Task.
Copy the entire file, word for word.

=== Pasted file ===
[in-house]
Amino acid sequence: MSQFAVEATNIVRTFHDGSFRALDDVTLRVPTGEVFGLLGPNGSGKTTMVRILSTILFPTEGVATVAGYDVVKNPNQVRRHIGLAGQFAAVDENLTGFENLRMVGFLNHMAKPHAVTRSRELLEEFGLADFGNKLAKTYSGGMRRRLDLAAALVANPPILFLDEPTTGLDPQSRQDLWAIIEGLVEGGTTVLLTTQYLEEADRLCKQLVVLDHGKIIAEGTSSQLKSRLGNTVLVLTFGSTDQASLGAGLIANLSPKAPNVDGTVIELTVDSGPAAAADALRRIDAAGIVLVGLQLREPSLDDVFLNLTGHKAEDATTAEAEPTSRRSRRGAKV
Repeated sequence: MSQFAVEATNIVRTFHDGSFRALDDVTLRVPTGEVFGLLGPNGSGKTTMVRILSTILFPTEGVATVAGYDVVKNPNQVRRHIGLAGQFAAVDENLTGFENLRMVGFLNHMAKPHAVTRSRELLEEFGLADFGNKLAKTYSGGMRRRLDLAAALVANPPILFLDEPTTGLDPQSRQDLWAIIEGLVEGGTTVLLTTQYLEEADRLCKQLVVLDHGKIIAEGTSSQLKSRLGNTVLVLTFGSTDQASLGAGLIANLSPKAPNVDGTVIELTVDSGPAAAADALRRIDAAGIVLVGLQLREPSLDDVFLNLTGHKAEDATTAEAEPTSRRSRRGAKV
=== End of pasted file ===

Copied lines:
[in-house]
Amino acid sequence: MSQFAVEATNIVRTFHDGSFRALDDVTLRVPTGEVFGLLGPNGSGKTTMVRILSTILFPTEGVATVAGYDVVKNPNQVRRHIGLAGQFAAVDENLTGFENLRMVGFLNHMAKPHAVTRSRELLEEFGLADFGNKLAKTYSGGMRRRLDLAAALVANPPILFLDEPTTGLDPQSRQDLWAIIEGLVEGGTTVLLTTQYLEEADRLCKQLVVLDHGKIIAEGTSSQLKSRLGNTVLVLTFGSTDQASLGAGLIANLSPKAPNVDGTVIELTVDSGPAAAADALRRIDAAGIVLVGLQLREPSLDDVFLNLTGHKAEDATTAEAEPTSRRSRRGAKV
Repeated sequence: MSQFAVEATNIVRTFHDGSFRALDDVTLRVPTGEVFGLLGPNGSGKTTMVRILSTILFPTEGVATVAGYDVVKNPNQVRRHIGLAGQFAAVDENLTGFENLRMVGFLNHMAKPHAVTRSRELLEEFGLADFGNKLAKTYSGGMRRRLDLAAALVANPPILFLDEPTTGLDPQSRQDLWAIIEGLVEGGTTVLLTTQYLEEADRLCKQLVVLDHGKIIAEGTSSQLKSRLGNTVLVLTFGSTDQASLGAGLIANLSPKAPNVDGTVIELTVDSGPAAAADALRRIDAAGIVLVGLQLREPSLDDVFLNLTGHKAEDATTAEAEPTSRRSRRGAKV